The Great Egret also known as the common egret, large egret is a large, widely distributed egret. This S-necked white bird is found throughout the Americas and around much of the world. In North America it is more widely distributed, and it is ubiquitous across the Sun Belt of the United States and in the Neotropics. Great Egrets are tall, long-legged wading birds with long, S-curved necks and long, dagger-like bills. In flight, the long neck is tucked in and the legs extend far beyond the tip of the short tail. All feathers on a Great Egret are white while their bills are yellowish orange and their legs are black.
Great egrets are found near water, salt or fresh, and feed in wetlands, streams, ponds, tidal flats, and other areas. They snare prey by walking slowly or standing still for long periods, waiting for an animal to come within range of their long necks and blade-like bills. The deathblow is delivered with a quick thrust of the sharp bill, and the prey is swallowed whole.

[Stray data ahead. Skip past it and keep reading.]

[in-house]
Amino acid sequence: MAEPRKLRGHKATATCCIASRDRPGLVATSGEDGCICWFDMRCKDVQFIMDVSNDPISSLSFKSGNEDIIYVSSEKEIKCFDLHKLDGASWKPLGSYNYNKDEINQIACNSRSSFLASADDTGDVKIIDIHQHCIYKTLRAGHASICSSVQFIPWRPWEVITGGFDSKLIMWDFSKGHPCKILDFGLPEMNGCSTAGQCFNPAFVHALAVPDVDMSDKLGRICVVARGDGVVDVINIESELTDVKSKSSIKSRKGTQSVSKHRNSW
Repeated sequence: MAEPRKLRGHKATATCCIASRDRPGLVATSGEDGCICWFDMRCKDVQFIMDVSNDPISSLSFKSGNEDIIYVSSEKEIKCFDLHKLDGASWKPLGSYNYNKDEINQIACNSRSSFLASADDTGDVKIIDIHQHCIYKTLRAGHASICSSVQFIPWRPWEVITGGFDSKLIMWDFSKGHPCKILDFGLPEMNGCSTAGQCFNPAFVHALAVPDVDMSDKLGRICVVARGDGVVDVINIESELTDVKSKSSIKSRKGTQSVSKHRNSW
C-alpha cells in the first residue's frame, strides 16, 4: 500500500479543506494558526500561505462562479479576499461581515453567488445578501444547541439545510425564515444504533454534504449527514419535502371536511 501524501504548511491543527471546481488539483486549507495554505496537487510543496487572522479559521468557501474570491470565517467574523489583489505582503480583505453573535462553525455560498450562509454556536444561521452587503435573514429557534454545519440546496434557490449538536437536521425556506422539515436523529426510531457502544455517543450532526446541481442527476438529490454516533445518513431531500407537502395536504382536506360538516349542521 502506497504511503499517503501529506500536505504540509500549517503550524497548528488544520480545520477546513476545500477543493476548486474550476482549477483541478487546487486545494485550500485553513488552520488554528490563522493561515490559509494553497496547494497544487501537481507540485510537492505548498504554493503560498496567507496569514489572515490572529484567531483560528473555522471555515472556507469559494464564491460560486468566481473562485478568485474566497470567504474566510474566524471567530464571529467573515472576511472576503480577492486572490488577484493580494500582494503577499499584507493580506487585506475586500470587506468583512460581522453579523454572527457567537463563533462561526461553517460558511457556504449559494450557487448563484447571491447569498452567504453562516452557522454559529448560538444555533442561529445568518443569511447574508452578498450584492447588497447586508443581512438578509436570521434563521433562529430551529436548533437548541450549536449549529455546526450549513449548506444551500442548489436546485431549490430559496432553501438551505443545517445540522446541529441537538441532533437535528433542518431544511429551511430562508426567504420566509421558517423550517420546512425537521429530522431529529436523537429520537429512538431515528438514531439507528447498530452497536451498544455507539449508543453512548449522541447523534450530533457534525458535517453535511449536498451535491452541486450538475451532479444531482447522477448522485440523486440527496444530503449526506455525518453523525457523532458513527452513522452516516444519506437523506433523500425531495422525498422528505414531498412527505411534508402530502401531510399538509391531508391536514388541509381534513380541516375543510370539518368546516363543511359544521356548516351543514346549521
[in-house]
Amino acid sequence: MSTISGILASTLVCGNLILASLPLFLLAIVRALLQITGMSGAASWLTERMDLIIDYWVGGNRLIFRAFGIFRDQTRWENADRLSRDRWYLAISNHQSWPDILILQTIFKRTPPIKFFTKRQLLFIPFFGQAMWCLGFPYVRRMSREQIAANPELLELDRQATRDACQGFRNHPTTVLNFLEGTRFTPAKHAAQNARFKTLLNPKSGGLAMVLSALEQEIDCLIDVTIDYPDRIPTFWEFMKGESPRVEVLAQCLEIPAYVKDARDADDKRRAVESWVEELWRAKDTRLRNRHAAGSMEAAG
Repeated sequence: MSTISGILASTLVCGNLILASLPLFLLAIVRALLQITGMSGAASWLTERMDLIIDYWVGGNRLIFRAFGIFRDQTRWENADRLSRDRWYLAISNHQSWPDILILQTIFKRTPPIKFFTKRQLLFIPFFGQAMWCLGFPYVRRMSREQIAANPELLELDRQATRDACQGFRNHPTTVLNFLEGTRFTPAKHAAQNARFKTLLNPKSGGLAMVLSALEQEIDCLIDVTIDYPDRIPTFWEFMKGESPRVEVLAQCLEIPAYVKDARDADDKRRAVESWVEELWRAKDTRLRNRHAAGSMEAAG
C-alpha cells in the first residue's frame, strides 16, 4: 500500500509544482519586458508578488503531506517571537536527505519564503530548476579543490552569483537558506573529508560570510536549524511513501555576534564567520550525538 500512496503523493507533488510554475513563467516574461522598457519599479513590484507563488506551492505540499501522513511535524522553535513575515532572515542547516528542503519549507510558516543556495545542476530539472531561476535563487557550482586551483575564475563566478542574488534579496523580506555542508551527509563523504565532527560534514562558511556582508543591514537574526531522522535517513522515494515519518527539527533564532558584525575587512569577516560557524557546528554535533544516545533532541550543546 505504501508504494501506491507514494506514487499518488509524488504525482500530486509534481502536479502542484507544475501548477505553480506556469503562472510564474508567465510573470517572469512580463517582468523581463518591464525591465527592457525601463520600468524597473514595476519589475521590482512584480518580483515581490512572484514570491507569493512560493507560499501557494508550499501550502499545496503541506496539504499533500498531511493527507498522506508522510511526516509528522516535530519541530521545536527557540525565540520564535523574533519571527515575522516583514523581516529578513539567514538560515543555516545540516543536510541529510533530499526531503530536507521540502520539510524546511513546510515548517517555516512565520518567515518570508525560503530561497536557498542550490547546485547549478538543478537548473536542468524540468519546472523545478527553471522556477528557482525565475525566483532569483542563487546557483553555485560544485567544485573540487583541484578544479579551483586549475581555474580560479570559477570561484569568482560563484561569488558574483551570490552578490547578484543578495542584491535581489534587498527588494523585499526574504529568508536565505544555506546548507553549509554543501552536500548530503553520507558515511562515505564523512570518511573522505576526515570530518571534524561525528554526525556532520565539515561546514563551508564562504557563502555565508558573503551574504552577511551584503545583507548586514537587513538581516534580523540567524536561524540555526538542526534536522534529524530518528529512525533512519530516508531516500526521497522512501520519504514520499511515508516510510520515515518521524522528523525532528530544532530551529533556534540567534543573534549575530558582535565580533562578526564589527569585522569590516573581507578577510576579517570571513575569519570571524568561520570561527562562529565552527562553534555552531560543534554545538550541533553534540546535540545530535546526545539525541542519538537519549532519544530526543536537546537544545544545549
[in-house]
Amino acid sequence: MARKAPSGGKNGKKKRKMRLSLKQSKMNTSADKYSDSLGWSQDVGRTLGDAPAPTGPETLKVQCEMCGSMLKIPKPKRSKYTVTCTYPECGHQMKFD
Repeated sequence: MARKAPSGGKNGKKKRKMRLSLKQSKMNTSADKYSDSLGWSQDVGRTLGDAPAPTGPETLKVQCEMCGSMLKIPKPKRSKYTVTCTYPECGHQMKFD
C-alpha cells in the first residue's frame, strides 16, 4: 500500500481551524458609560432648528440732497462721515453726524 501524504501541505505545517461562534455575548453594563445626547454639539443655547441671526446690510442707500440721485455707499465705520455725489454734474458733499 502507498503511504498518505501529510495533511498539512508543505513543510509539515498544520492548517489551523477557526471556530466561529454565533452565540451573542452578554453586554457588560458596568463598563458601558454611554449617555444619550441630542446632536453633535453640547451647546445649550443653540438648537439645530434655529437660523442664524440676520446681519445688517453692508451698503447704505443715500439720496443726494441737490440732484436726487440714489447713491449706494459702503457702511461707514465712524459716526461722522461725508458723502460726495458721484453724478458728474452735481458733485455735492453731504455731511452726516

Common food staple is fish but they use the same technique to eat amphibians, reptiles, mice, and other small animals. You’ll find Great Egrets in both freshwater and saltwater habitats. These birds nest in trees, near water and gather in groups called colonies, which may include other heron or egret species. They are monogamous, and both parents incubate their three to four eggs. Young egrets are aggressive towards one another in the nest, and stronger siblings often kill their weaker kin so that not all survive to fledge in two to three weeks.
The Great Egret’s beautiful breeding feathers where in huge demand for hat decorations during the late nineteenth and early twentieth centuries. The Great Egret made a comeback after early conservationists put a stop to the slaughter and protected its colonies; as a result, this bird became the symbol of the National Audubon Society.
Image Source: https://www.flickr.com/photos/mikebaird/501821581
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